All about behaviour

Behaviour

After completing sessions 1 and 2, you’re well on your way. Session 3: All about behaviour differs slightly as it requires you to have spoken to some young people to try and work out why they behave in certain ways - whether they’re always well mannered and polite or shy or even a little talkative at times!


Have your teachers ever told you to behave yourself and stop acting like a child? Perhaps you did not think you were behaving badly. Perhaps you thought your actions were justified. Maybe you felt aggrieved about something that was said or done to you. Maybe you thought that your actions or behaviour were an appropriate response to what happened. In your mind you had perfectly good reasons for behaving the way you did. 


Clearly, your teachers did not see things from your perspective, or they would not have commented on your behaviour. Their opinion of your actions was very different to yours – possibly they felt that they were unjustified, inappropriate or childish. 


In short, regardless of the rights and wrongs of the situation, what you exhibited was ‘challenging behaviour’. Your actions (which you thought acceptable) were seen as rebellious, childish and wrong by others - in this case your teachers.


What is challenging behaviour?

Challenging behaviour is certain behaviour that others can find difficult to manage, could be disruptive or is not the norm. It’s important to recognise that challenging behaviour may not just be the person who always shouts out, and it could be the young person always alone in the corner. 


The mind map below outlines examples of behaviours which could be challenging. There is usually a motivation to behave in such ways, or a trigger. For example, if a beaver is bored whilst a game is explained, they may begin talking to their friends. This is disruption and therefore challenging behaviour. This example shows the motivation doesn't need to be hugely bad, simply being bored can trigger talking when you don’t want it.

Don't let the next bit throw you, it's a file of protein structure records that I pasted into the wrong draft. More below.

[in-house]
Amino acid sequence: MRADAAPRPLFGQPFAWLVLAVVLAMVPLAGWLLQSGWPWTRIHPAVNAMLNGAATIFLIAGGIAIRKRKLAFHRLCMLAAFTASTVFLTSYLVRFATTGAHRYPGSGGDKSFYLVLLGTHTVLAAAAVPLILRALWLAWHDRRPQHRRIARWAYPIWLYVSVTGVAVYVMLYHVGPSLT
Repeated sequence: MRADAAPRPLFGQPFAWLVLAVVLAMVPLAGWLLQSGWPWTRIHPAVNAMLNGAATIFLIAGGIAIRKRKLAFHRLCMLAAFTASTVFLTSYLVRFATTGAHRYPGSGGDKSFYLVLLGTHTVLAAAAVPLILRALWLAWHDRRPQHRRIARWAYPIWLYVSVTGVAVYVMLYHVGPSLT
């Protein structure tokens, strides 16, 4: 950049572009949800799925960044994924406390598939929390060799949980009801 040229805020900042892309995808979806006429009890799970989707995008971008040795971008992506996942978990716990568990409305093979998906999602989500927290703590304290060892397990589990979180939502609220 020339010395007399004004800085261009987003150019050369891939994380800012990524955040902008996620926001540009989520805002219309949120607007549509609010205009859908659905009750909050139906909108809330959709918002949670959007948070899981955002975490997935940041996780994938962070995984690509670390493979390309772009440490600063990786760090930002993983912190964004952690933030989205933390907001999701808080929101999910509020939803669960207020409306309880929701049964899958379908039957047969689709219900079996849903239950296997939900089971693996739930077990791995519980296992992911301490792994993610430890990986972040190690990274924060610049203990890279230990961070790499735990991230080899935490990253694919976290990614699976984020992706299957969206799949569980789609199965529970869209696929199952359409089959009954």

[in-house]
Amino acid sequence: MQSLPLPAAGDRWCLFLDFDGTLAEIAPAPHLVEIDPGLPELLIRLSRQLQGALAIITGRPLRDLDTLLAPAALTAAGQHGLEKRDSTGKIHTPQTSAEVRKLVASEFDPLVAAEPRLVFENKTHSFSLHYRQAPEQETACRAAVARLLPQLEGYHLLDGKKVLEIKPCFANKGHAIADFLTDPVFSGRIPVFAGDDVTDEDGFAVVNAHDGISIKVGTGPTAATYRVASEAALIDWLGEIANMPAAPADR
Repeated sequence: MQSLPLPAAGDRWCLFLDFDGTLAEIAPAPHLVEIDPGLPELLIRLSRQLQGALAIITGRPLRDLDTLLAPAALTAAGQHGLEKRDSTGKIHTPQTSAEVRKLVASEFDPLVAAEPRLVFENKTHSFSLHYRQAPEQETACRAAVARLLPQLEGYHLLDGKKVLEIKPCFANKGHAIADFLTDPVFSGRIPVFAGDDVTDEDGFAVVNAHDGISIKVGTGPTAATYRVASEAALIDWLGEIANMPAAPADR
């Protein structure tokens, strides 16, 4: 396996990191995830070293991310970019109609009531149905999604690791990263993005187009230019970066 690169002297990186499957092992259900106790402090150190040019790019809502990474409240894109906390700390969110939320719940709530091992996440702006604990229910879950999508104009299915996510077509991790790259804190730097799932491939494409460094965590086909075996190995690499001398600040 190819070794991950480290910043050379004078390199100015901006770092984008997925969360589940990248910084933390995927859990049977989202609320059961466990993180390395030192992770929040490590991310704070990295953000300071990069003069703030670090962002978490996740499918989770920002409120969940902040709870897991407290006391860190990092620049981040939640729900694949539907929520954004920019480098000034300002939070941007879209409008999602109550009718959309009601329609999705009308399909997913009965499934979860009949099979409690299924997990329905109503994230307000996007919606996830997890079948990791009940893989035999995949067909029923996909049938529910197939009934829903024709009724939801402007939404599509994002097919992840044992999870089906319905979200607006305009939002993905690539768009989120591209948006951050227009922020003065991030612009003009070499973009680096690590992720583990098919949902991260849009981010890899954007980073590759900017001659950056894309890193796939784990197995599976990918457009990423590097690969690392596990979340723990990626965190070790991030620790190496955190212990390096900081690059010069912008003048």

What is challenging behaviour


At the end of the session, you should have:

Session objectives:

Check you:

  • Recognise challenging behaviour
  • Understand the ‘process of behaviour’
  • Can encourage good behaviour
  • Know how to minimise disruptive behaviour
  • Are able to manage different behaviour in relation to the Orange Card


The 3 step process to behaviour

Check out the 3 point process to all types of behaviour, including challenging behaviour:


3 point process

The motivation is a key step and can be managed - this is identifying the motivation to behave in a certain way. It could be something as simple as being bored.

Equally, the action of the behaviour itself could be stopped. This could be managed by simply moving young people to avoid bad behaviour.

As an example - a young person could be bored and could therefore become disruptive:
  1. The motivation is boredom - the young person needs to be engaged
  2. The action is the young person choosing to be disruptive (talking etc.)
  3. The consequence is that the young person disrupts the session
Check out how you can manage this below:

Managing challenging behaviour

Intervening and managing behaviour is key. You must decide at which point to intervene - whether that be removing the motivation (e.g. ensuring boredom doesn't set in); preventing the action directly (e.g. removing someone from a game if they do not follow the rules). Both of these strategies therefore prevent the consequence. Interventions at the point of action should be used as a last resort. Here are some examples of intervention techniques at two different points:


Intervening with the motivation:

  • Encourage good behaviour
  • Work in small groups to control behaviour easier
  • Ensure extra help or support is available for those who do not understand or are struggling
  • Always ensure the activity is sufficiently fun, challenging and adventurous

Intervening before the action

  • Separate people if they become disruptive
  • Name individuals who are disruptive (e.g. 'Thanks for listening Nathan')
  • Use a technique to gain attention (e.g. hand up means quiet)
  • Remove individuals from a situation if they are disruptive

Remember to always follow the Orange Card guidelines when dealing with behaviour. If in any doubt, remember that your section leader is there to help you.




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Jack Fletcher,
5 Aug 2015, 03:19
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